By Jasper Marie Oblina-Rucat
Tuesday 2nd of July 2013
CAGAYAN DE ORO CITY, July 2 (PIA) — The Department of Science and Technology (DOST) region 10 through the Philippine Information Agency’s ‘Talakayan sa PIA’ on Monday, reminded the public to visit the NOAH website www.noah.dost.gov.ph to get comprehensive weather update.
Nationwide Operational Assessment of Hazards or Project NOAH is the DOST’s response to the call of President Benigno S. Aquino III for a more accurate, integrated, and responsive disaster prevention and mitigation system, especially in high-risk areas throughout the Philippines.
In the region, director Alfonso Alamban cited that DOST has already installed automated rain gauges and automatic water level sensors in major river systems in Iligan, Cagayan de Oro, Tagoloan, Gingoog and Bukidnon as part of project NOAH.
These instruments will help determine the strength of the rain and transmits reading on the water level of these river basins, added director Alamban.
Further, these data are then fed into the NOAH website, which will be shared with local government units specifically the Local Disaster Risk Reduction and Management Council (LDRRMC) as baseline for implementing safety procedures in their respective barangays.
The DOST as vice-chair for Disaster Prevention and Mitigation in the Regional Disaster Risk Reduction Management Council (RDRRMC-10) here is tasked to make sure that warnings and advisories for incoming typhoons or floods are disseminated for public information through NOAH website, texts and other social media.
According to Director Alamban, they can provide warnings and advisories approximately five days to six hours prior to any typhoon or flooding here in the region.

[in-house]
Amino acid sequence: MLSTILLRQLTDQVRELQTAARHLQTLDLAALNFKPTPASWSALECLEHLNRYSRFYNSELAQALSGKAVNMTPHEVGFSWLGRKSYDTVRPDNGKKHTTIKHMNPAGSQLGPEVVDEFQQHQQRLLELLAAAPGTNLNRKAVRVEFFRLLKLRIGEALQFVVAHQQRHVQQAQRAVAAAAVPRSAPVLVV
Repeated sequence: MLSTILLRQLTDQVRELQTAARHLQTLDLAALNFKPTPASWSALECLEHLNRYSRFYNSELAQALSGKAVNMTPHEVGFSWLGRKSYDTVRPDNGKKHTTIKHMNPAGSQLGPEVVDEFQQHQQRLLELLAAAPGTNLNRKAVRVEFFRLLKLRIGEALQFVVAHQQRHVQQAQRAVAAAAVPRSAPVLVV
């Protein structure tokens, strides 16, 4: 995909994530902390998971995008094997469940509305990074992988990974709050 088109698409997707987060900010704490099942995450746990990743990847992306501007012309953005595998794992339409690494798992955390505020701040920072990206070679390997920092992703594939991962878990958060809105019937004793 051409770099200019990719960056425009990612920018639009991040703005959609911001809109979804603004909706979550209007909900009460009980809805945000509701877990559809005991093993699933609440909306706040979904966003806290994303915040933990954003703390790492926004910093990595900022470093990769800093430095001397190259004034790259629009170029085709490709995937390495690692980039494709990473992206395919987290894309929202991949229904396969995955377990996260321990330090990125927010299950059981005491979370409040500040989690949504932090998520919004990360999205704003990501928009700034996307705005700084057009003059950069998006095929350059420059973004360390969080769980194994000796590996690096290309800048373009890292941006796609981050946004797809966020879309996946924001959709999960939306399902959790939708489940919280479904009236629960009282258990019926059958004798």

This process includes information from satellite readings specifically coming from the pacific ocean five days prior any typhoon, in three to four days, doppler radar will then provide data on how intense the typhoon will be; in two to three days, the rain gauge will then tell the intensity of the rain and lastly six hours before reaching the area, the water level sensor will determine if rivers will be flooding. This time they can tell if residents near river beds will need to get out or relocate on higher grounds.
He also cited that this was also the preparation during the typhoon ‘Pablo’ last year that is why there were no casualties in the city and the region.
According to Ana Cañeda, director of the Office of Civil Defense (OCD-10) and chairperson of the RDRRMC-10 that response starts in the dissemination of warnings and advisories to prevent casualties and damages. She added that one life lost is priceless. (JMOR/PIA10)